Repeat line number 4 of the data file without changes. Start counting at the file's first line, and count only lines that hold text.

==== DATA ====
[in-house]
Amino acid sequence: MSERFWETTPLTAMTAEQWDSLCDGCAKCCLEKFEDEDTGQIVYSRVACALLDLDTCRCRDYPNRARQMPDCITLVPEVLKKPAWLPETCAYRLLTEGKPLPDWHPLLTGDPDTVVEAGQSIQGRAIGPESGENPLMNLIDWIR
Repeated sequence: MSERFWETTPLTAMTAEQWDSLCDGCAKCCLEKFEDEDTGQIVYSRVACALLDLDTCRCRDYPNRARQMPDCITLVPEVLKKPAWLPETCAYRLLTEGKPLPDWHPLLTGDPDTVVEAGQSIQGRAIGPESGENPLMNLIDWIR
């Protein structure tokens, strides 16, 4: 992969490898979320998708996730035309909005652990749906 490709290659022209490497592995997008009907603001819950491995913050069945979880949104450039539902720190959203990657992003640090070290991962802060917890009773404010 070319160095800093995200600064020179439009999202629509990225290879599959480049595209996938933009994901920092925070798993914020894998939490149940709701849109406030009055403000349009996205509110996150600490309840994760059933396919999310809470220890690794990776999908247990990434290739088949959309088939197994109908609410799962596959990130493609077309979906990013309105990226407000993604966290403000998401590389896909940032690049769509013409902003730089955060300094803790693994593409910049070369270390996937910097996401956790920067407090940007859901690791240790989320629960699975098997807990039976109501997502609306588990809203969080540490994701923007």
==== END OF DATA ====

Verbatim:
């Protein structure tokens, strides 16, 4: 992969490898979320998708996730035309909005652990749906 490709290659022209490497592995997008009907603001819950491995913050069945979880949104450039539902720190959203990657992003640090070290991962802060917890009773404010 070319160095800093995200600064020179439009999202629509990225290879599959480049595209996938933009994901920092925070798993914020894998939490149940709701849109406030009055403000349009996205509110996150600490309840994760059933396919999310809470220890690794990776999908247990990434290739088949959309088939197994109908609410799962596959990130493609077309979906990013309105990226407000993604966290403000998401590389896909940032690049769509013409902003730089955060300094803790693994593409910049070369270390996937910097996401956790920067407090940007859901690791240790989320629960699975098997807990039976109501997502609306588990809203969080540490994701923007």